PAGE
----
“Yeah, we knew that already and then the Father’s Day footage of Tucker on Fox News was a gift, it was perfect. We also watched every Tucker Carlson clip in which he attacked trans rights. So we knew that from the outset, but we didn’t initially know how to reveal it, but it all came together.”
I guess it’s kind of obvious, particularly given how Liz’s story was handled by the media at the time, that producers Jay and Mark Duplass would have felt that it was important to have a trans woman as part of telling this story but even today this documentary series might have been made without the input of trans folks. Could you talk about the importance of your voice, among others, being included in this telling?
“Oh my God, of course, I mean I feel like I’m a representative of the trans creatives behind the scenes. One of our editors on that last episode is a non-binary person who worked with me on Transparent. Having Sandy Stone in the documentary was an incredible gift, her willingness to appear on camera, she is such an oracle in so many ways, as well as Mia Yamamoto and Susan Stryker. There was a lot of diversity behind the scenes, much more so than on camera, at all levels of our remote online post and editorial community. It changes everything honestly, it’s so interesting because I think there are fundamental differences and ways of being. I was struck by a review of the series in The Daily Beast, the reporter really dismissed the last episode as putting rose colored glasses on, which I don’t think we do at all. I think that we give everybody a fair shake, whether we personally agree with them or not, I think it has integrity as an accurate telling of the story. It was so oblivious, there was no recognition or consciousness about his own investment in probably identifying with the male journalist. I just have this feeling of being like, oh my God, now these men are still going to go out there and review this series about Liz. It’s frustrating because it really dismissed the whole series and missed the point that there’s this guy who has framed the narrative the whole time.”
Historian Susan Stryker says in the last episode that there is “a lot of desire on the part of trans people to have very positive representation because of such bad representation in the past” and you touched on this briefly at the beginning, but did that aspect cause you to have any reservations about sharing Liz’s story?
“To me it’s so exciting because I think Liz represents somewhat of a shift in telling stories that are not solely affirmational. We can only be full humans if we’re able to make mistakes and make bad decisions. You can’t just tell these positive stories about people. There’s no complexity or layering. Not to oversimplify, I mean I’m speaking in broad strokes here, but I hope that this represents an era when there will be a more robust treatment of trans stories that transcend the kind of first phase of correcting a history of misrepresentation. When you look at independent gay cinema from the early 70s it was similar, it was very affirmational, it was very much two men holding hands walking on the beach. There was this brief period when gay and lesbian filmmakers were consciously trying to correct all of the ways in which they had been maligned, and I feel like the past several years we’ve been laying the groundwork for more complex stories about trans people. It excites me. I have a personal penchant for outsiders. I identify as a queer heretic and a freak, I’ve never wanted to pander to respectable society and Liz embodies that too, I think that was a part of her rejection of normative culture.”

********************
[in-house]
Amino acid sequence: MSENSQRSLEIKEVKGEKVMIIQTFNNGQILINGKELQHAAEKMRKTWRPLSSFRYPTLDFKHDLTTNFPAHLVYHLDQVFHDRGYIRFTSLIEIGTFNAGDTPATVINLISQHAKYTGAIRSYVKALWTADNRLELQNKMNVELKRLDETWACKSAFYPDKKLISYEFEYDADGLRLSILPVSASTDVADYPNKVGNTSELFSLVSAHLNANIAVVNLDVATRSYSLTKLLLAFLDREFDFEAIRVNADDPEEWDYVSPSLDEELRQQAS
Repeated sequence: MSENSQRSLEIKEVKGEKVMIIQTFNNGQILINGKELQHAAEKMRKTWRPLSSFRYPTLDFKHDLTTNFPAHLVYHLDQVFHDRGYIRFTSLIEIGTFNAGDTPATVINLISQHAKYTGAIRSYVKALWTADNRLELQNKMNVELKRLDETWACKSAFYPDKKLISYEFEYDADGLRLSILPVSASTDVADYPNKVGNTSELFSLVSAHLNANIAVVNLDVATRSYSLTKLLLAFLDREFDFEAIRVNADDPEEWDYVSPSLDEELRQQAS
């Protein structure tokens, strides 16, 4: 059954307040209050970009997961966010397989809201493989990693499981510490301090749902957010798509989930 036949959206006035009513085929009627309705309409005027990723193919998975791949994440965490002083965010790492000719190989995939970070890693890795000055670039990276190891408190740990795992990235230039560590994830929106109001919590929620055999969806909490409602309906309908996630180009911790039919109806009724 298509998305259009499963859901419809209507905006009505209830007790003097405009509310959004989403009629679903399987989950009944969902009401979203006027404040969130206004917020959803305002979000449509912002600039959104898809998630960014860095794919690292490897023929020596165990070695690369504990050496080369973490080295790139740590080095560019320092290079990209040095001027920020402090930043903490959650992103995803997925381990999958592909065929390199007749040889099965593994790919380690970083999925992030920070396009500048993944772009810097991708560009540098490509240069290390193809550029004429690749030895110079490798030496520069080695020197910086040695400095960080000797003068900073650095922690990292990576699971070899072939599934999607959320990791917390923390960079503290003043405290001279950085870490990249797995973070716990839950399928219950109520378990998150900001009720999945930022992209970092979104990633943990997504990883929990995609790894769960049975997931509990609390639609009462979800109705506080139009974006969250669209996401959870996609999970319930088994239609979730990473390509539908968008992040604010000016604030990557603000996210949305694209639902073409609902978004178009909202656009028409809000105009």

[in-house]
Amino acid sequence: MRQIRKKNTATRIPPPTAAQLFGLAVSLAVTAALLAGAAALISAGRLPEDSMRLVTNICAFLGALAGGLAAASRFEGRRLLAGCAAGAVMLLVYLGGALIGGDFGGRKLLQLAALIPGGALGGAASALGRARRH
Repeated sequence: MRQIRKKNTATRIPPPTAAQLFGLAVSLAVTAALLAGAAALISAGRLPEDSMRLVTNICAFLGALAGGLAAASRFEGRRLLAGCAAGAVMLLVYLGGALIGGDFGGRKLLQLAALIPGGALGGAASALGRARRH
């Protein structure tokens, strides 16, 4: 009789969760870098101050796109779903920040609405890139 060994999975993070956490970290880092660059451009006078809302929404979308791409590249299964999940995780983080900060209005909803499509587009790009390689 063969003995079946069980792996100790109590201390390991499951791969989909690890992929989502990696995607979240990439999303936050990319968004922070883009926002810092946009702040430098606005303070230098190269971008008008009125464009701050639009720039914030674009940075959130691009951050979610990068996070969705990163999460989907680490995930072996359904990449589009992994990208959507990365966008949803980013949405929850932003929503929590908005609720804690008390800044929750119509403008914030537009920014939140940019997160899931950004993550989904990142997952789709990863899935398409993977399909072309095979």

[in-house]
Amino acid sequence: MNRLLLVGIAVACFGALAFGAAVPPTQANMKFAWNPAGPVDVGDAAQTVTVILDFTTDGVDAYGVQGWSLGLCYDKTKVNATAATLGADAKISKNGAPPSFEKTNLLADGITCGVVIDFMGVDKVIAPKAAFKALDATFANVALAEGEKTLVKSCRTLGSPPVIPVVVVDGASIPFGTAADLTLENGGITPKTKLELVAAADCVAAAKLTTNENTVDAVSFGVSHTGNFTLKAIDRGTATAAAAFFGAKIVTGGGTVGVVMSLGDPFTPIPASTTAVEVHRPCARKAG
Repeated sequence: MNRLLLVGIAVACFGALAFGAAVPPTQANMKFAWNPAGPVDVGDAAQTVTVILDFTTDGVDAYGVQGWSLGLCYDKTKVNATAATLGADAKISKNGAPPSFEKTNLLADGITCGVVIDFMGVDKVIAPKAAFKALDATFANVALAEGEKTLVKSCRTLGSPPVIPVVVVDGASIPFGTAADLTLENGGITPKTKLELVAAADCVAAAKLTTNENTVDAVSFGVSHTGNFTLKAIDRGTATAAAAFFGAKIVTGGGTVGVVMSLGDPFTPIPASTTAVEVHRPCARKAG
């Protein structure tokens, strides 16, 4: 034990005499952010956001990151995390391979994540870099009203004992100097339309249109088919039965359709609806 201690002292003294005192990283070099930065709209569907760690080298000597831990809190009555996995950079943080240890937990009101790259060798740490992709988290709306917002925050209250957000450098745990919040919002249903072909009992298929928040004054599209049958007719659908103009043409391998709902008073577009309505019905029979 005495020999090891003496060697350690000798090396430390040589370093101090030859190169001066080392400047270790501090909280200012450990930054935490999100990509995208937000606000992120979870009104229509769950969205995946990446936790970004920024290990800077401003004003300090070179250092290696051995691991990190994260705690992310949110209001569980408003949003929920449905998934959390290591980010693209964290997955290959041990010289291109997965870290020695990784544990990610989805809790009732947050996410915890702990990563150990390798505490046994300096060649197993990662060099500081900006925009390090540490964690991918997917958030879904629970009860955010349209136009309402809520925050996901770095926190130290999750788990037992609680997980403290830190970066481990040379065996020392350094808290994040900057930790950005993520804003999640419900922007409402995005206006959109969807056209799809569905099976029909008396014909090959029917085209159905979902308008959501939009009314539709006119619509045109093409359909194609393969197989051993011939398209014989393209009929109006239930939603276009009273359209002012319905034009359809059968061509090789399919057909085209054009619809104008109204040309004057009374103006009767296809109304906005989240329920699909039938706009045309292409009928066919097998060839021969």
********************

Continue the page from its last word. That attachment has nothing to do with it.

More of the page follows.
Did you find yourself admiring her to some degree and seeing her as kind of a trailblazer?
“Over a year and a half of making the series you can have every feeling and every opinion about a person.”
I think the good thing about this series is that it allows us as viewers to have that experience over the four episodes.
“Do you think so? It did for us.”
Yeah, definitely. It’s a complex, fully rounded telling of a flawed woman. I respected that she represented herself in court and that she was able to use her name and how resilient she was, and she must have been charismatic.
“Totally. I mean, down to Gerry Banks the district attorney who escorted her from Miami when they extradited her; he spent a few hours with her on the plane and he just was so charmed by her. So I think she had that kind of infectious confidence, she instilled confidence in other people, she was genuinely able to connect and of course she used that to her advantage to all sorts of different ends. My mother was a journalist and she was part of our feedback group while we were making the series and I would say that she took on a more cynical view of Liz and there were certain cultural figures of today that reminded her of Liz. It’s so helpful to have other perspectives and to be able to see through other people’s eyes.”
Watching the series I couldn’t help but think that this would make a really good movie or dramatic TV series. Do you have any ideas of who you might cast to play Liz?
“I have not thought about that, but I would love to see a six foot two actor, Liz’s type. I think it would be a fabulous opportunity for an up and coming actor who might not get equivalent roles as an ingenue. I just think that we are such an incredibly diverse community and Liz represents a late transitioning person who came from a straight world, not a queer world, and it’s certainly an unprecedented story and it lends itself well to any number of different things, but I feel like we did a great job with this four part series.”
Do you have a favourite LGBTQ+ piece of culture or a person who identifies as LGBTQ+; someone or something that’s made an impact on you a resonated with you over the years?
“New Queer Cinema and John Waters films for sure. I would say that John Waters informed my strategy of filmmaking in a lot of ways, the idea that you can create with your friends in a really scrappy DIY kind of way. And in the Covid era, having put this show together remotely with people, it was very much all hands on deck, it was a very organic confluence. It was like, ‘How do we do this? How do we create art in our home offices? How do we finish this project on time? And we did. I think it just required creating something that had never existed before.”
By James Kleinmann
The Lady and the Dale debuts with two back-to-back episodes this Sunday January 31st 9-11pm ET/PT, with new episodes airing subsequent Sundays at 9pm ET/PT. The series will premiere on HBO and be available to stream on HBO Max.